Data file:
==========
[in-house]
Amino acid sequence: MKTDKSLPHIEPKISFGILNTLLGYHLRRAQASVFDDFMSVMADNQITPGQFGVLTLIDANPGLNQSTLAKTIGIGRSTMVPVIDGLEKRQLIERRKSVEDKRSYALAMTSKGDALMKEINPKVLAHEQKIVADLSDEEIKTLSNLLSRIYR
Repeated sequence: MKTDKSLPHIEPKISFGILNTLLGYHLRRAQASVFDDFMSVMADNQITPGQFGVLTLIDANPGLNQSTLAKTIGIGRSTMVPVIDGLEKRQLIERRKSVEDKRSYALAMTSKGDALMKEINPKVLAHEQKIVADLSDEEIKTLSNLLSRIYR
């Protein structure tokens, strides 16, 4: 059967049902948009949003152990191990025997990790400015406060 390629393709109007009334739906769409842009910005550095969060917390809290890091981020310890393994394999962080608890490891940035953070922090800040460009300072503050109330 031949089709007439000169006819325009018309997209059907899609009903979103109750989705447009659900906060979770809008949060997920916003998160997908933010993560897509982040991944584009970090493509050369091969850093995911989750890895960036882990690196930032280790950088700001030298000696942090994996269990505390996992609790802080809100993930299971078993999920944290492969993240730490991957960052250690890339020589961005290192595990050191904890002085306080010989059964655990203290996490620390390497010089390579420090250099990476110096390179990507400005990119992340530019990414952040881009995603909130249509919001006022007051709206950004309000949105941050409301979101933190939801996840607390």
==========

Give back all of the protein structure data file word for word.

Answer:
[in-house]
Amino acid sequence: MKTDKSLPHIEPKISFGILNTLLGYHLRRAQASVFDDFMSVMADNQITPGQFGVLTLIDANPGLNQSTLAKTIGIGRSTMVPVIDGLEKRQLIERRKSVEDKRSYALAMTSKGDALMKEINPKVLAHEQKIVADLSDEEIKTLSNLLSRIYR
Repeated sequence: MKTDKSLPHIEPKISFGILNTLLGYHLRRAQASVFDDFMSVMADNQITPGQFGVLTLIDANPGLNQSTLAKTIGIGRSTMVPVIDGLEKRQLIERRKSVEDKRSYALAMTSKGDALMKEINPKVLAHEQKIVADLSDEEIKTLSNLLSRIYR
């Protein structure tokens, strides 16, 4: 059967049902948009949003152990191990025997990790400015406060 390629393709109007009334739906769409842009910005550095969060917390809290890091981020310890393994394999962080608890490891940035953070922090800040460009300072503050109330 031949089709007439000169006819325009018309997209059907899609009903979103109750989705447009659900906060979770809008949060997920916003998160997908933010993560897509982040991944584009970090493509050369091969850093995911989750890895960036882990690196930032280790950088700001030298000696942090994996269990505390996992609790802080809100993930299971078993999920944290492969993240730490991957960052250690890339020589961005290192595990050191904890002085306080010989059964655990203290996490620390390497010089390579420090250099990476110096390179990507400005990119992340530019990414952040881009995603909130249509919001006022007051709206950004309000949105941050409301979101933190939801996840607390």